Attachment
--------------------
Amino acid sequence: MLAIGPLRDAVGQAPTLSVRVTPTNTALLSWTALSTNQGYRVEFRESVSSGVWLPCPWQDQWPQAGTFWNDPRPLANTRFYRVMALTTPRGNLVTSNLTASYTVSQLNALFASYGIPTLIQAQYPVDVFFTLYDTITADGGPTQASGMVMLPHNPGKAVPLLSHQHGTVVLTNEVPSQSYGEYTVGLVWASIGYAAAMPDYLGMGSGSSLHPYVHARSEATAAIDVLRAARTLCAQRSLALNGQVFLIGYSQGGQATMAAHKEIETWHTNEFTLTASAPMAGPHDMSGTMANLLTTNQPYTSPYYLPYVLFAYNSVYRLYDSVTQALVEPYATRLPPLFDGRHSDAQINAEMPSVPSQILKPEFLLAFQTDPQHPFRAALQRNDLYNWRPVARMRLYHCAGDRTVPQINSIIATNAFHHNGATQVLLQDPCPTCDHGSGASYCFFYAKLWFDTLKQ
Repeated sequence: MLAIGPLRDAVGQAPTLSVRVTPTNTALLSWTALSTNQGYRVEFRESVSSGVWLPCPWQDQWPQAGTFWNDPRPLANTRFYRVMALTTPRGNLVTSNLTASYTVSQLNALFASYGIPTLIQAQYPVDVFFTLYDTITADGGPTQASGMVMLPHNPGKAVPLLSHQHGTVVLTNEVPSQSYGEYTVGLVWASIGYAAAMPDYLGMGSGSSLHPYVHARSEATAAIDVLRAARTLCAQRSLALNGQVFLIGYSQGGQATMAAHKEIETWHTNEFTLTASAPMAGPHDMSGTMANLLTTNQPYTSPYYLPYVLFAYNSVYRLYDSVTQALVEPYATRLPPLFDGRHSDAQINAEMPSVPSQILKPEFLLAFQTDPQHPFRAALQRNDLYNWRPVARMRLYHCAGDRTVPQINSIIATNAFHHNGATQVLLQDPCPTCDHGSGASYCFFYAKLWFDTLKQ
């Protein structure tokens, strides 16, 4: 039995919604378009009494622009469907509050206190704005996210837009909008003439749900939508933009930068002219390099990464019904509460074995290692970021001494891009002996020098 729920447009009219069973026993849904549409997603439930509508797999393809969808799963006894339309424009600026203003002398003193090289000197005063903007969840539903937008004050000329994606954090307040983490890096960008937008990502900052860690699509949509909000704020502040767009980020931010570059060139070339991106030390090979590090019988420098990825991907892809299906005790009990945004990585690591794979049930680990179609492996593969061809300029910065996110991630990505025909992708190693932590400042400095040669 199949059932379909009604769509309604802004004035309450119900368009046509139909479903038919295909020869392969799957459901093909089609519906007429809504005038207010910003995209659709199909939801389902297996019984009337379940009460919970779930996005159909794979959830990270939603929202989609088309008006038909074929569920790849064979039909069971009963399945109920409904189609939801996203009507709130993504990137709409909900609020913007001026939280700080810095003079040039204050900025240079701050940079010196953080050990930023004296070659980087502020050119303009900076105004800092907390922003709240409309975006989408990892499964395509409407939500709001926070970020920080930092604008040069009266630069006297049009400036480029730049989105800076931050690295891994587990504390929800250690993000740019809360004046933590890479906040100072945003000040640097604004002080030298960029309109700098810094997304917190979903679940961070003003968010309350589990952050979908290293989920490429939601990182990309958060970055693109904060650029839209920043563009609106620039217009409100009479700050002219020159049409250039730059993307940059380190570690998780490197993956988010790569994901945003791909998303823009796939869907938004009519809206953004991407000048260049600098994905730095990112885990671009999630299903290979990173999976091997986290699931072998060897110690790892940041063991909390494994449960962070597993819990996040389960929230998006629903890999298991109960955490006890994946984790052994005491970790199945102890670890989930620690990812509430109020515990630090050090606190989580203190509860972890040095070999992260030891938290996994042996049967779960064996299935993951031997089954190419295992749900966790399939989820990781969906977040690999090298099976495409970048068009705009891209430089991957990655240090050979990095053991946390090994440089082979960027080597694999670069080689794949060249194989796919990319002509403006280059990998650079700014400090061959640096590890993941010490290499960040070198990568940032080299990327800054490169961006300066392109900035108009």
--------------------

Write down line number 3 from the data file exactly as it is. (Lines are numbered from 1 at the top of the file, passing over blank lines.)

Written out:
């Protein structure tokens, strides 16, 4: 039995919604378009009494622009469907509050206190704005996210837009909008003439749900939508933009930068002219390099990464019904509460074995290692970021001494891009002996020098 729920447009009219069973026993849904549409997603439930509508797999393809969808799963006894339309424009600026203003002398003193090289000197005063903007969840539903937008004050000329994606954090307040983490890096960008937008990502900052860690699509949509909000704020502040767009980020931010570059060139070339991106030390090979590090019988420098990825991907892809299906005790009990945004990585690591794979049930680990179609492996593969061809300029910065996110991630990505025909992708190693932590400042400095040669 199949059932379909009604769509309604802004004035309450119900368009046509139909479903038919295909020869392969799957459901093909089609519906007429809504005038207010910003995209659709199909939801389902297996019984009337379940009460919970779930996005159909794979959830990270939603929202989609088309008006038909074929569920790849064979039909069971009963399945109920409904189609939801996203009507709130993504990137709409909900609020913007001026939280700080810095003079040039204050900025240079701050940079010196953080050990930023004296070659980087502020050119303009900076105004800092907390922003709240409309975006989408990892499964395509409407939500709001926070970020920080930092604008040069009266630069006297049009400036480029730049989105800076931050690295891994587990504390929800250690993000740019809360004046933590890479906040100072945003000040640097604004002080030298960029309109700098810094997304917190979903679940961070003003968010309350589990952050979908290293989920490429939601990182990309958060970055693109904060650029839209920043563009609106620039217009409100009479700050002219020159049409250039730059993307940059380190570690998780490197993956988010790569994901945003791909998303823009796939869907938004009519809206953004991407000048260049600098994905730095990112885990671009999630299903290979990173999976091997986290699931072998060897110690790892940041063991909390494994449960962070597993819990996040389960929230998006629903890999298991109960955490006890994946984790052994005491970790199945102890670890989930620690990812509430109020515990630090050090606190989580203190509860972890040095070999992260030891938290996994042996049967779960064996299935993951031997089954190419295992749900966790399939989820990781969906977040690999090298099976495409970048068009705009891209430089991957990655240090050979990095053991946390090994440089082979960027080597694999670069080689794949060249194989796919990319002509403006280059990998650079700014400090061959640096590890993941010490290499960040070198990568940032080299990327800054490169961006300066392109900035108009």